Clark County’s deal with Republic Services a money loser

Clark County is losing money from its own franchise agreement with Republic Services, the only waste-disposal company allowed to collect municipal solid waste from county businesses.

Under a 1993 franchise agreement between the county and what is now the Republic Services-owned Apex landfill, the county receives 4 percent of gross monthly revenue from tipping fees, or the fee of dumping waste into Apex landfill.

But many other waste collection and hauling companies are choosing to drive two and half hours to a landfill in Lincoln County rather than use Apex because they say Republic’s tipping fee is too high.

As a result, Clark County gets less revenue — though how much is unclear.

That’s revenue that would go into the county’s general fund.

“It could go to police, it could to to fire, it could go to adoption services, foster care, senior programming, parks and rec,” said Clark County Commissioner Chris Giunchigliani. “Even a few hundred thousand makes a difference, that could add a bathroom to a park for heaven’s sake.”

The county is losing money because of what Giunchigliani describes as a “glitch” when the commissioners amended their contract with Republic Services in 2005.

The amendment allows Republic Services to compete with companies in the private construction and demolition market while simultaneously allowing Republic Services to set its own rates for competitors at its Apex landfill. Apex is the only landfill in Clark County, and the franchise agreement states that Republic Services has the “sole right to set and collect tipping fees.”

Republic Services has an internal rate that it charges itself for disposing of waste into the landfill, but Clark County doesn’t know what that rate is. Nor would Republic Services disclose that rate to the Las Vegas Review-Journal.

The posted gate rate for other companies is $37.54 per ton.


“They can charge whatever they want, raise the fee whenever they want, and that’s one of our big issues that we have,” said Chris Darling, manager at A Track Out Solution, which competes with Republic Services in the construction and demolition market.

“I understand that the franchise agreement says that they’re allowed to set their own rates, but at the end of the day that’s when they had no competition (1993) and they were the only company providing a service for both C&D (construction and demolition) waste and MSW (municipal solid waste) in Clark County,” Darling added.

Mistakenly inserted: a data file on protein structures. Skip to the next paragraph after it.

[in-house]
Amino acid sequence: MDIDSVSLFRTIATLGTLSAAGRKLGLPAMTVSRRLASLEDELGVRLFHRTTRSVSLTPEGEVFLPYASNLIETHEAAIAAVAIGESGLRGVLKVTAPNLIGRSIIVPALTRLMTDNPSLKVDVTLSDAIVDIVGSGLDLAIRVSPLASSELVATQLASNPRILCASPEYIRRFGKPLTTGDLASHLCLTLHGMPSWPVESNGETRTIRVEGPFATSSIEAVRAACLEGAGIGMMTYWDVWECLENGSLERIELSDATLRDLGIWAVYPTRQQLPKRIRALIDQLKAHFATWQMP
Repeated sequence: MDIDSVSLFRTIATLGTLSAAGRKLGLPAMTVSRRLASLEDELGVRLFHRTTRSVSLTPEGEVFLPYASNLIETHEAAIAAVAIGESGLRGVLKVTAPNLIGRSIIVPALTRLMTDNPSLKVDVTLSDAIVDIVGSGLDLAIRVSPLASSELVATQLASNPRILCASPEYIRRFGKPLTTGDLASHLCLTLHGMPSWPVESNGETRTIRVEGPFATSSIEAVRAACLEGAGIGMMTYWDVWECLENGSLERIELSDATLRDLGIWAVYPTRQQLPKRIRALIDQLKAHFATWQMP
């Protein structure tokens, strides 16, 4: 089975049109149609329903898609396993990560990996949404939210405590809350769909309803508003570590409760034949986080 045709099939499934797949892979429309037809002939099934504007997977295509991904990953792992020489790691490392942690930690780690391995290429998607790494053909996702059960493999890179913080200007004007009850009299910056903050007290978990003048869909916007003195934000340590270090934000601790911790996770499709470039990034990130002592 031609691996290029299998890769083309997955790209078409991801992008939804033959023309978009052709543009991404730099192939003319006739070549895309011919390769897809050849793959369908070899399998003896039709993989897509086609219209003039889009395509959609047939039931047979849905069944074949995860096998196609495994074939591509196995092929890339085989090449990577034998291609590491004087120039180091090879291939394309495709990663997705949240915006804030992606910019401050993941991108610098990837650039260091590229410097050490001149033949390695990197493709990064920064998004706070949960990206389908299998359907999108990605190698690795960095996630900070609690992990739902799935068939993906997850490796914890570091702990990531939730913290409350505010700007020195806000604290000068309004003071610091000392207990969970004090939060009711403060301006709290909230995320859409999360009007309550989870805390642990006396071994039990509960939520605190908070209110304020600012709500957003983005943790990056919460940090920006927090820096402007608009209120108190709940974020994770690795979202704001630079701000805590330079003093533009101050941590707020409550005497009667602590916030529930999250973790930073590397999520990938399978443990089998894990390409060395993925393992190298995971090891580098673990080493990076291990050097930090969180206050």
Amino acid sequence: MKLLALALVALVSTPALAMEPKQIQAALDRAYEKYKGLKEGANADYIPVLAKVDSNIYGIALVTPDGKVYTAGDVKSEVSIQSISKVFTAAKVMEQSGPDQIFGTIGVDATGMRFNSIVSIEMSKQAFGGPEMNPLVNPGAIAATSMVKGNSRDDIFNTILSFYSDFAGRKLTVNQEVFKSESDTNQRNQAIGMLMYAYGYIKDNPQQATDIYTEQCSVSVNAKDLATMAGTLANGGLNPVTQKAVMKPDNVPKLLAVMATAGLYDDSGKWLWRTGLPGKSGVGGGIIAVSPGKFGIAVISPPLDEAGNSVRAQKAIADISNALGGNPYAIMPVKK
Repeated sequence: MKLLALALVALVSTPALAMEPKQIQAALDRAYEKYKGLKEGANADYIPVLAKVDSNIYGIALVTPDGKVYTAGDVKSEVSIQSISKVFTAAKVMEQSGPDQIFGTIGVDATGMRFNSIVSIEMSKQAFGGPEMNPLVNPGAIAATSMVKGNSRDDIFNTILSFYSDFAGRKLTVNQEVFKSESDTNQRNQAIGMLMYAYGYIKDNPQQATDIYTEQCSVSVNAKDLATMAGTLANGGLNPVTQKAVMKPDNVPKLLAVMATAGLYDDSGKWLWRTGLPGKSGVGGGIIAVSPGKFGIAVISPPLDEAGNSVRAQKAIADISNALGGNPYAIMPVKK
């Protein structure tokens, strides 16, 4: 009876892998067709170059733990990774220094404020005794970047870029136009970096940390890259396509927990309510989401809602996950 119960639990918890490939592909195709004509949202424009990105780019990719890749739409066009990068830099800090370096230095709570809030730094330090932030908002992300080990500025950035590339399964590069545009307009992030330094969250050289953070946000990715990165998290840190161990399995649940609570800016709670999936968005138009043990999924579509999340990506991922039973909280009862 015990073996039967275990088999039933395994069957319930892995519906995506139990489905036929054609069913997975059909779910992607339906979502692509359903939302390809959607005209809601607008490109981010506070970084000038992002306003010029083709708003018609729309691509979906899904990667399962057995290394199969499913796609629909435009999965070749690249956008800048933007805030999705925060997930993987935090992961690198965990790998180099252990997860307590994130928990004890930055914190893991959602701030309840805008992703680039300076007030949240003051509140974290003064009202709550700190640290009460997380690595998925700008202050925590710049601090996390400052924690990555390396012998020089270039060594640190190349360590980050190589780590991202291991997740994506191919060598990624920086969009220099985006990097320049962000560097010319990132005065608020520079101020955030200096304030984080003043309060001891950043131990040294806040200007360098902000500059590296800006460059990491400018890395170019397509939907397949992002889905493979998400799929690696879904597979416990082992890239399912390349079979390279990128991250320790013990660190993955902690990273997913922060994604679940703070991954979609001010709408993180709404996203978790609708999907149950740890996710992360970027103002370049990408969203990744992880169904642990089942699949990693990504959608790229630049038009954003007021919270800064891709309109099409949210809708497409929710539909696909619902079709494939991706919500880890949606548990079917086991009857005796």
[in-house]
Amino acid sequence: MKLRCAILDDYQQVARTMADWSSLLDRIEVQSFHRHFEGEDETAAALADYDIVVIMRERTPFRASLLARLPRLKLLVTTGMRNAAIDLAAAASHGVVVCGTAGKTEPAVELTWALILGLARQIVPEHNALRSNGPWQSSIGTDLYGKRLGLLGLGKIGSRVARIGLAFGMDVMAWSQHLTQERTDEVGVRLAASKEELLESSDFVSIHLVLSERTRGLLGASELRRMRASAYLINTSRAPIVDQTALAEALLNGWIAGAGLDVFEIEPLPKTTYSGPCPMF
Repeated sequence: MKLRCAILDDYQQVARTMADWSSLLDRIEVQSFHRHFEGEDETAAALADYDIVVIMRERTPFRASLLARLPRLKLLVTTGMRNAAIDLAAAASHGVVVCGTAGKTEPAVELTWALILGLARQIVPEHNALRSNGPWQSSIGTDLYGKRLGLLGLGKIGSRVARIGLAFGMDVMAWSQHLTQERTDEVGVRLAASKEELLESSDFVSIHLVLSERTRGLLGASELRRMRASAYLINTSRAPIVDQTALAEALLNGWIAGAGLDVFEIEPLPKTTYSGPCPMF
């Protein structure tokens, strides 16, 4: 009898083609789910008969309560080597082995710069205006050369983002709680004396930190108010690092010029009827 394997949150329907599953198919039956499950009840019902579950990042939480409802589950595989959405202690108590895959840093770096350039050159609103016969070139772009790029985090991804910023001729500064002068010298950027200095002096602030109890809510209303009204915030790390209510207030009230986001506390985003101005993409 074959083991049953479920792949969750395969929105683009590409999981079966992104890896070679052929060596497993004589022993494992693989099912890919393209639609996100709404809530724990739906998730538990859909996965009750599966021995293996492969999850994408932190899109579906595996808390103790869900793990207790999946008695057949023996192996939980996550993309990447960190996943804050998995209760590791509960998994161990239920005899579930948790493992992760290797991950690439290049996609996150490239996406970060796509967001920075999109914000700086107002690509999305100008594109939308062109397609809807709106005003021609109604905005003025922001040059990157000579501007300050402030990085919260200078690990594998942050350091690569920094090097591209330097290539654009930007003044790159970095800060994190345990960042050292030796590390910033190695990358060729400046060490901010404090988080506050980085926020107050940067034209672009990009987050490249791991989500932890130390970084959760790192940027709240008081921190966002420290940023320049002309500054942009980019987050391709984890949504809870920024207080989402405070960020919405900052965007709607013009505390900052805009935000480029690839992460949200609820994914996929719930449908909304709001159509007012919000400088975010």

It would cost Darling $938.50 to dispose of a 25-ton transfer truck filled to capacity at the Apex landfill. Instead, he uses the Western Elite landfill in Lincoln County, where it costs $647.50 for the same service.

Norberto Madrigal, co-owner of Lunas Construction Clean-Up, said the company has a three-year commitment with Republic to dump at least 4,000 tons of solid waste per month at Apex at a rate of $28 per ton.

“But we recently found out that another waste hauling company is receiving a substantially lower rate of $21.49 per ton,” Madrigal said. “If I have an agreement with Republic Services and they told me that we are supposedly getting the best price, and then we find out that they’re getting this great price, a much better price, it’s very frustrating.”

Republic Services consultant Bob Coyle, a former vice president of the company, told the Clark County Board of Commissioners on March 1 that Republic offers companies a volume discount of $34 per ton for a commitment of disposing 751 to 1,750 tons a month; $30 per ton for a monthly commitment of 1,751 to 4,000 tons; and $28 per ton for anything over 4,000 tons per month.


Aside from Lunas, all other private construction and demolition companies with a sorting and recycling facility in Clark County make the drive to Western Elite’s landfill in Lincoln County because of its lower gate fee.

Tim Oudman, market vice president for Republic Services in Nevada, said the company sets its rates based on what produces the best return on investment and what the market will allow.

“We have invested hundreds of millions of dollars in just the landfill infrastructure between here and all the indemnification that we had at Sunrise landfill for the county,” Oudman said. “We need to recoup our investment on that so we’ve set prices, we’ve set a gate rate there and there is a competing landfill in Lincoln County. So, to drive tons there, they’ve obviously made a decision to set pricing how they deemed necessary to get business.”

It’s difficult to quantify how much additional revenue Republic Services could be giving to the county if more companies that collect and haul construction and demolition waste were to use the Apex landfill.

“I don’t care if it’s $5,” Giunchigliani said. “It’s the principle of it as well as the fact that there’s a franchise agreement and they should not be raising tipping fees so they pay us less on that 4 percent.”

Even if that is not the intention of Republic Services, the company should at least be charging itself the same tipping fee as it charges others to use the landfill, she said.

“That’s a loss of franchise collections,” she said.


Several companies that collect and haul construction and demolition waste cite the high gate fee at Apex landfill as evidence of being pushed out of the market.